On most policy issues, when President Trump states his position, you can tell that he’s blurting out an unformed idea that is always subject to change. No one is really surprised when, a day or an hour later, he says the exact opposite, because when it comes to policy, generally speaking, he doesn’t know and he doesn’t care.
There is one exception, however: trade.
In January, Trump imposed tariffs on imports of washing machines and solar panels. Then yesterday, he announced he would be imposing tariffs of 25 percent of imported steel and 10 percent on imported aluminum. To those who say that this could touch off a trade war, the president offered this as an answer today:
You could survey a hundred economists — both liberal and conservative — and not one would tell you that “trade wars are good, and easy to win.”
Nevertheless, we may well be heading toward one. Even if we can avert an outright war, we have a good idea of what the results will be. The immediate beneficiaries will be the American steel and aluminum industries, while the victims will be . . . well, anyone who buys anything that’s made with steel or aluminum, which is pretty much everyone.
But the president’s commerce secretary, Wilbur Ross, has an answer for that too:
I’m not sure if Ross’ numbers are right, but 25 percent of $700 is $175. That may not seem like a big price increase when you’re buying a car, but given that House Speaker Paul D. Ryan (R-Wis.) was stoked about folks getting $1.50 a week from the Republican tax cut, it seems like quite a bit — not to mention that it isn’t exactly the message you want to be sending to the public.
This is the dynamic that makes trade a tricky issue: Free trade has widely distributed benefits and concentrated costs, while a tariff like this one that is meant to help a particular industry has concentrated benefits and widely distributed costs. Some steel jobs may be saved, but it will cost consumers more, and perhaps cost jobs elsewhere. That you could buy a 12-pack of tube socks for $6.99 at Walmart or another retailer because they were made in Vietnam is good for your family and millions of others. But if you were one of the people who lost his job sewing tube socks — since it’s impossible to make them as cheaply here in the United States — it’s very bad. In political terms, people aren’t motivated to vote and act based on getting cheaper consumer goods, but they might well be so motivated if the plant that sustained their town shut down because of foreign competition.
That’s why there are some Democrats, particularly in the industrial Midwest, who support Trump’s decision. “This welcome action is long overdue for shuttered steel plants across Ohio and steelworkers who live in fear that their jobs will be the next victims of Chinese cheating,” said Sen. Sherrod Brown (D-Ohio.) The AFL-CIO released a statement saying, “We applaud the administration’s efforts today to fix this problem. Effective enforcement of trade laws . . . is critical to leveling the playing field and ensuring that U.S. steel producers and their employees have a fair shot in the global economy.” But on the whole, Trump’s decision is being panned by his own party and all of our trading partners.
The thing about this policy change, though, is that Trump doesn’t need anyone’s cooperation or approval. He can impose them all by himself. And he really, really wants to.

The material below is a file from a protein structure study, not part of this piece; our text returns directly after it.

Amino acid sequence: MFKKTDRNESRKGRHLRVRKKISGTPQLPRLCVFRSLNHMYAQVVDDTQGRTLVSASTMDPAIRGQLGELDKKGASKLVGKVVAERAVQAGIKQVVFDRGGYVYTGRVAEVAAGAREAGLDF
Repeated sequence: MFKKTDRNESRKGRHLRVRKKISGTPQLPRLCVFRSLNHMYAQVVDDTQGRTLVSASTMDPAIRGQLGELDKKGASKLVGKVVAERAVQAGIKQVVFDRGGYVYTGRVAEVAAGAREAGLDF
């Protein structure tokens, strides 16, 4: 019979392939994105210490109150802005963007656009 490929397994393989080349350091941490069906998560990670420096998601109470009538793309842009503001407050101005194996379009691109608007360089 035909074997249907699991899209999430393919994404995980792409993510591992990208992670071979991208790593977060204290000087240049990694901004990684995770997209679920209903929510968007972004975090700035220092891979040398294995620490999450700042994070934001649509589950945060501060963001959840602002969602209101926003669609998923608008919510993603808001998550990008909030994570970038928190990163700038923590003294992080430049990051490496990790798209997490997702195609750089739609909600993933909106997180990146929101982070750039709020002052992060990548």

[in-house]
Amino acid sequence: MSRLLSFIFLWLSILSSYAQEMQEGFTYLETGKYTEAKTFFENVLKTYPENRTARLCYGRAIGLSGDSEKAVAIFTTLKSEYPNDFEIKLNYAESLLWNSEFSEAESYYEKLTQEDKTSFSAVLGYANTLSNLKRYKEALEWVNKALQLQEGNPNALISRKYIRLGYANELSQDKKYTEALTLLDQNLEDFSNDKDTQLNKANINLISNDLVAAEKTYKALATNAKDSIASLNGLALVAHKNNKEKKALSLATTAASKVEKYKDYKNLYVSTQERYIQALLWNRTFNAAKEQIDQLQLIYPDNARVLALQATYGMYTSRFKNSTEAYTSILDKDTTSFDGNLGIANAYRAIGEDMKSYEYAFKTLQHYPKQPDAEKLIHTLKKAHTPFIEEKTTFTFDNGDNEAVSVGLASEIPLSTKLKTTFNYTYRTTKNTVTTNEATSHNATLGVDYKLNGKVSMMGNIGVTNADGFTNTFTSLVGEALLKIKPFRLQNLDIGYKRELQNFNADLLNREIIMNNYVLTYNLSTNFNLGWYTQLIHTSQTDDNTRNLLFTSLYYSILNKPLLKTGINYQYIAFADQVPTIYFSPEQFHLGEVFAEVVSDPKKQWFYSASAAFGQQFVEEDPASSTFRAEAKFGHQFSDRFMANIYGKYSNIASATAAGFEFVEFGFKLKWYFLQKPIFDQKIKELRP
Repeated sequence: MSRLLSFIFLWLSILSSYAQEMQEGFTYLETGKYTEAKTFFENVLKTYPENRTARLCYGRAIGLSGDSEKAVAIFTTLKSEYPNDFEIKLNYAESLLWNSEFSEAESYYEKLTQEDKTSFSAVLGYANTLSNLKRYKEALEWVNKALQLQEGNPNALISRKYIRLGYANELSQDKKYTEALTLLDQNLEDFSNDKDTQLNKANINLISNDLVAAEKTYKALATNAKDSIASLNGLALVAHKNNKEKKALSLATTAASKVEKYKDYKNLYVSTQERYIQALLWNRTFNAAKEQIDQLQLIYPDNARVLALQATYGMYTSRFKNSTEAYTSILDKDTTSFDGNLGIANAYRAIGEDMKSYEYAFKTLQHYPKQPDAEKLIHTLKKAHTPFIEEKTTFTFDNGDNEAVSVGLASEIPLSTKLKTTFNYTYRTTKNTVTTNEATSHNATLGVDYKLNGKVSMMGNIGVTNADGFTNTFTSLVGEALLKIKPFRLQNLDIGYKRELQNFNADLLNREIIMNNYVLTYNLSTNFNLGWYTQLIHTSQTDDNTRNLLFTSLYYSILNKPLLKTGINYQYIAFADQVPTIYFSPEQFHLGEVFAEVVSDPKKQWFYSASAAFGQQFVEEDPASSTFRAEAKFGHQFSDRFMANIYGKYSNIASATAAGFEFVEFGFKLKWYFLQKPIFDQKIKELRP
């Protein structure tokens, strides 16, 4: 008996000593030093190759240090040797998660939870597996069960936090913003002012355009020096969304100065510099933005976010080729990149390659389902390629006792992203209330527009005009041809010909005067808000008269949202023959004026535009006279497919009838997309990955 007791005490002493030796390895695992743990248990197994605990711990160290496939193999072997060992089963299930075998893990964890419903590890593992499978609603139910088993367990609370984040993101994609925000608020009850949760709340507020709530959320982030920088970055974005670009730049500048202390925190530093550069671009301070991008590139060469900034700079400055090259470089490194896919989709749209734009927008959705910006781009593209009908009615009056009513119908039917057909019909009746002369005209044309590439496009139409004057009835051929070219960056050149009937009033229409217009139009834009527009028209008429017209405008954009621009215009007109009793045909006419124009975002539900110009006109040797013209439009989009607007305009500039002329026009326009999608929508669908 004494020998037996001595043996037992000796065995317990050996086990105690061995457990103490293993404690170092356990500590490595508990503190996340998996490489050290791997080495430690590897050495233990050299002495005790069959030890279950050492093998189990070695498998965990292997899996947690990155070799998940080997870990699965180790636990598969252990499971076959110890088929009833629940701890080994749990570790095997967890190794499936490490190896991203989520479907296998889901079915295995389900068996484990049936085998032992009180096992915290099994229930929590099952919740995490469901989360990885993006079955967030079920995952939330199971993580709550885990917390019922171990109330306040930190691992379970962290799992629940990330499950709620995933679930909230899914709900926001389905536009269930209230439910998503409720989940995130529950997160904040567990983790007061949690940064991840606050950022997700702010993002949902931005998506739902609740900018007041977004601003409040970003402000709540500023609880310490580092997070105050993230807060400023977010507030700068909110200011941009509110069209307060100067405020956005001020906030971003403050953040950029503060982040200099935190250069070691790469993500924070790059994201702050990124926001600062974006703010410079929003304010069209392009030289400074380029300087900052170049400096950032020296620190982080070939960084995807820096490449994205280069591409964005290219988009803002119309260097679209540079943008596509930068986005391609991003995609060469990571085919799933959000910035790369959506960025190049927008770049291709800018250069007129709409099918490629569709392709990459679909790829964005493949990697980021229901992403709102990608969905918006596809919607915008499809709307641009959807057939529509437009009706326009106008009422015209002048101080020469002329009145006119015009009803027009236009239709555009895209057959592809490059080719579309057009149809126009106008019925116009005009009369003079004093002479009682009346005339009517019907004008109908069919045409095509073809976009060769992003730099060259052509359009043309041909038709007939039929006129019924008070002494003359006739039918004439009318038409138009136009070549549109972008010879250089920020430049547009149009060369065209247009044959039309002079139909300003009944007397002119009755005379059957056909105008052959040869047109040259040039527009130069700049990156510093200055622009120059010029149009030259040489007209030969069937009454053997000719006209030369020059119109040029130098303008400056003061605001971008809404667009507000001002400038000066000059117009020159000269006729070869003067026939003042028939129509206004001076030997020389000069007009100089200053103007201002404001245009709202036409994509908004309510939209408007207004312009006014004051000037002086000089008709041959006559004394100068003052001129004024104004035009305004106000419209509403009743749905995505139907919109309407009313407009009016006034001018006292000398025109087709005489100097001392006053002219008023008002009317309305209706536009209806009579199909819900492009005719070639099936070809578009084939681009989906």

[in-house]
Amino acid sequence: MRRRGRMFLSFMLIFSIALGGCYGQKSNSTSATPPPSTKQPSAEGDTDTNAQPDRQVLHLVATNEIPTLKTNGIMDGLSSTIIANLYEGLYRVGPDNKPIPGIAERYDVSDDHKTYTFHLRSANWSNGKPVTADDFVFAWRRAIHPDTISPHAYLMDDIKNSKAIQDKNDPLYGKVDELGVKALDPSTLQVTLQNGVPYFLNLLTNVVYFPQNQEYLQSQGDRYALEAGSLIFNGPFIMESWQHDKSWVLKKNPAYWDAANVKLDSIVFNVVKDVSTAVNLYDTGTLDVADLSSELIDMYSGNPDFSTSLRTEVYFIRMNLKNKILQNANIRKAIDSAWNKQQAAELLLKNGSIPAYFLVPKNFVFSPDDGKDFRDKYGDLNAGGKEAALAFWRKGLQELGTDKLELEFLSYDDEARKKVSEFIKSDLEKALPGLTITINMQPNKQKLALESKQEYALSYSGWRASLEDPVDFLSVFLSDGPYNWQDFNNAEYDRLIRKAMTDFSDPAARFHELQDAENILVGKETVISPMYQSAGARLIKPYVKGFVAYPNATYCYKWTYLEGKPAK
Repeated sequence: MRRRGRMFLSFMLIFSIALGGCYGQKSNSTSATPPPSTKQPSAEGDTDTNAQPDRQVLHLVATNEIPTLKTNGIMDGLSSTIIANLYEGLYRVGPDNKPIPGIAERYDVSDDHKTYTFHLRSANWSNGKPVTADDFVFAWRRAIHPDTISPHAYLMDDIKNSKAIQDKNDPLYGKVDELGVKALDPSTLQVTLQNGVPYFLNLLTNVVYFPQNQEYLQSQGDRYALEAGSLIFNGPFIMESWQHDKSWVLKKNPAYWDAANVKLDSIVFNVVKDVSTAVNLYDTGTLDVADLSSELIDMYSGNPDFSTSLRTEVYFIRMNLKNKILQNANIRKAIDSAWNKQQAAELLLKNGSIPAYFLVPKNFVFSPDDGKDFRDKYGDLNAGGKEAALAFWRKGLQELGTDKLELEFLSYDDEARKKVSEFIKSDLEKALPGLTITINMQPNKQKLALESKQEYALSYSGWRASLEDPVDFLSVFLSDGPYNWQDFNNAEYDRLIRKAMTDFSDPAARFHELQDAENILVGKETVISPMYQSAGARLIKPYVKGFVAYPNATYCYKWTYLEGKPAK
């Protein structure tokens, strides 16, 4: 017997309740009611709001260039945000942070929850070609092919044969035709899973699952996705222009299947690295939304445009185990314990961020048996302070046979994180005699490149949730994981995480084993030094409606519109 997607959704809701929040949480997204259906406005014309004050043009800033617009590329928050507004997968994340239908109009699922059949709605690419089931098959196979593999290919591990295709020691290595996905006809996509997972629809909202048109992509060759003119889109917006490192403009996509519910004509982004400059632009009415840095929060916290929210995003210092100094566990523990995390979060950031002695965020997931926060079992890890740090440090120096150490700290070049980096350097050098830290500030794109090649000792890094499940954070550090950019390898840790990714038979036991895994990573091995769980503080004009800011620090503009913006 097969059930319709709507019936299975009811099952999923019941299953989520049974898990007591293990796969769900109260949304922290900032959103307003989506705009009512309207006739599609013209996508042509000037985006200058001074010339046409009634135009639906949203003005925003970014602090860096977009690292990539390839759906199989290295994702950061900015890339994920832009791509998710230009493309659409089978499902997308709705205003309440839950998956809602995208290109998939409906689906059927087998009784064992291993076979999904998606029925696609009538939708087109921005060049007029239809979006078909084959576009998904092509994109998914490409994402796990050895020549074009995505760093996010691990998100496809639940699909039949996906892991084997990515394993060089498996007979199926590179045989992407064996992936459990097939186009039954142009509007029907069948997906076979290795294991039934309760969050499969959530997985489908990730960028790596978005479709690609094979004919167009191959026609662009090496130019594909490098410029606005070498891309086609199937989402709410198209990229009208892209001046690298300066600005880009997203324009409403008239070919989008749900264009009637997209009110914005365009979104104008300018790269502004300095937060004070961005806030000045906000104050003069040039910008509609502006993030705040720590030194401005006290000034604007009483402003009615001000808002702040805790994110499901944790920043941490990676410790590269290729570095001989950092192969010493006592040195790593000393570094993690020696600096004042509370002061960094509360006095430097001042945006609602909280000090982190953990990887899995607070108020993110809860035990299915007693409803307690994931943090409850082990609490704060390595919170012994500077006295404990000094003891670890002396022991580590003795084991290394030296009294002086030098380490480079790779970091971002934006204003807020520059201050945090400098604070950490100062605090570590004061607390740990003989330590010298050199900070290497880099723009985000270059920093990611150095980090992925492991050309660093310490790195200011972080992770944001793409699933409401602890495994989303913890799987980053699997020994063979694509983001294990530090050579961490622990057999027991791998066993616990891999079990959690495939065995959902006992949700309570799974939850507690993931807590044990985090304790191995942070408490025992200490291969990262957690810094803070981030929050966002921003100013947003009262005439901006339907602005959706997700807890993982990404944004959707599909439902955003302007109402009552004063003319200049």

For as long as he has been a public figure, long before he became a politician, Trump has complained about America’s trade policies and those of the rest of the world. There have always been two core ideas underlying his beliefs on trade. The first is that trade is a zero-sum contest in which the only goal is exporting goods. If we import something from another country, even if comparative advantage makes it perfectly reasonable for us to do so, then the other country has “won” and the United States has “lost.”
Trump’s second idea about trade is that it represents a kind of contest of pride, even manhood. When he talks about trade he nearly always says that other countries, particularly China, are “laughing at us.” When we, say, buy cheap consumer goods from abroad, it means we’re the sucker, the sap, the patsy.
Yet oddly enough, despite his long objection to American trade policies he shows not the least understanding of how trade even works, beyond the idea that we should impose lots of tariffs. He has long complained that the North American Free Trade Agreement, or NAFTA, for instance, is “the worst trade deal maybe ever signed anywhere, but certainly ever signed in this country.” Yet you’ve never heard Trump say exactly which provisions of NAFTA he dislikes or what he would change, probably because he doesn’t know himself. He just thinks that trade wars are good, and easy to win.
His aides don’t seem to be able to persuade him otherwise. According to CNBC, Gary Cohn, the president’s chief economic adviser, tried to argue to him that increased tariffs would hurt the economy by raising prices on goods that contain steel and aluminum, to which Trump replied that it’s “a small price to pay.” Since he sees this issue to be about not just jobs but even more importantly about pride and dignity, that won’t persuade him.
From where Trump stands, imposing the tariffs is an end in itself. It shows those foreigners that we won’t be taken advantage of, that we’re big and strong, that nobody’s going to laugh at us and get away with it. It’s “winning.” Even if we wind up losing.